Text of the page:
On August 7, PayPal, an American online payment provider, announced the launch of their branded stablecoin PayPal USD (PYUSD). It immediately grabbed the media and crypto world’s attention, raising a plethora of questions — but you must be here for answers. Well, we addressed these questions to our in-house expert on the industry and will share his insight with you.
What is Known about PYUSD
PayPal USD (ticker: PYUSD) is an Ethereum-based U.S. dollar-pegged stablecoin issued by Paxos Trust Co. It is tied to the price of the U.S. dollar on a 1:1 ratio, although it is not fully backed by cash alone. Other assets that back the value of PYUSD tokens are short-term treasuries and cash equivalents. Either way, PayPal claims the stablecoins will be redeemable for fiat anytime, on a 1:1 basis as well.
PayPal USD will be transferable between internal and external wallets, available as a payment option on checkout, and convertible to and from other cryptocurrencies in a PayPal account. The fintech giant has been introducing crypto-related features since at least 2020 but this development is seen as a breakthrough in the adoption of cryptocurrencies regardless.
For Paxos Trust, it would not be the first branded stablecoin on record. Prior to that, they were the issuers of Binance USD (BUSD), another Ethereum-based dollar-pegged stablecoin, provided to, as the name implies, the Binance exchange. Regarding that stablecoin, in February they received orders from NYDFS, ending up being forced to stop minting BUSD and break ties with Binance. Their own stablecoins Pax Dollar (USDP) and Pax Gold (PAXG) remain unaffected.
Expert Intro: Alex, CMO
For some insights into the meaning of this announcement, we addressed the burning questions to ChangeHero’s CMO Alex. His career in digital marketing exceeds a decade and spans multiple fields. For the last few years, he has been focusing on finance and cryptocurrency. Now, Alex is the head of the marketing department at ChangeHero. But more importantly, he is an experienced crypto trader who loves to research the market for new gems.
PYUSD vs. USDT & USDC
Q. Do you think more crypto companies would turn towards PYUSD over other non-regulated stablecoins and even market leaders like USDT and USDC?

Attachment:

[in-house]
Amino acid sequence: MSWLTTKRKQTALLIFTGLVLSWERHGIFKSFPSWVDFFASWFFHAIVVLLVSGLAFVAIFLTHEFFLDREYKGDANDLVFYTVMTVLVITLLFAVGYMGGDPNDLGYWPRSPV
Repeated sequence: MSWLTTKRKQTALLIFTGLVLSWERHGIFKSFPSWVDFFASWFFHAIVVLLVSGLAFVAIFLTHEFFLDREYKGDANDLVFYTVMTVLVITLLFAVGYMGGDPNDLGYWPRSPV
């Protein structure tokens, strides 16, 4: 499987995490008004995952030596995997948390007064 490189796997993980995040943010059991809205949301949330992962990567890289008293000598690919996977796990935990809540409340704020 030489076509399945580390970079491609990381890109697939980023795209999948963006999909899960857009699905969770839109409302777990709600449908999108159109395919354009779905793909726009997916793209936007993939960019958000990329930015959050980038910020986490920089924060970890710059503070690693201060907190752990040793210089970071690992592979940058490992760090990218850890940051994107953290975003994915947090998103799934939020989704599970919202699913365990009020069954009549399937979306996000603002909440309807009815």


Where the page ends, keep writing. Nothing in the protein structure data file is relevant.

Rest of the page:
Alex: It’s too early to judge what PYUSD will turn out like yet. As of now, it is not traded anywhere but there are already a few glaring issues with it:
- PayPal will offer users to buy and sell $PYUSD on its platform, but it will not be the issuer;
- That would be Paxos Trust Co. So, if you use the new stablecoin, you will have to agree to the terms of Paxos, not PayPal. The same Paxos behind the Binance USD stablecoin, which was suspended by the NYDFS and considered a security by the SEC;
- Not your keys = not your crypto. With PayPal’s crypto services, the client may own the monetary value of the assets, but not the cryptocurrency itself or the private keys;
- PayPal has the right to withdraw a cryptocurrency transaction even after it’s been completed. Cryptocurrencies displayed in the PayPal account are not sovereignly owned by the user. PayPal reserves the right to suspend or even completely withdraw access to its crypto services at any time;
- PayPal imposes restrictions on how much a user can buy or transfer with its crypto services: $100 thousand per week for purchases and $10 thousand per week for transfers.
Q. Do you think PayPal’s decision to enter the stablecoin market might prompt other payment processors like Visa and Mastercard towards more niche crypto payment solutions?
Alex: There are already various local solutions for crypto trading that use VISA payments. In practice, though, centralized solutions usually do not find mass adoption. Banks are held back by regulatory restrictions, so I don’t believe we will see a decentralized or centralized solution from them, one that would cover major crypto assets, of the same level as Binance, in the next five years. A service that in my opinion is still undervalued and can become a possible alternative to the banking system is the TON chain.
Q. What are your thoughts on some early code vulnerabilities and centralization concerns around the stablecoin with some suggesting PayPal can wipe out customer balance in just two commands?
Alex: What I said before. PYUSD already has a lot of issues at the start and for the first two years, I would refrain from pouring funds into it until the code is debugged and obvious vulnerabilities are fixed.
For now, PayPal USD does not seem to be any different from the rest of the regulated stablecoins. Both PayPal and Paxos can freeze your funds, but so can Circle and Tether. At least, Paxos has the licenses and can prove the reserves, but then again, it did not help BUSD very much.
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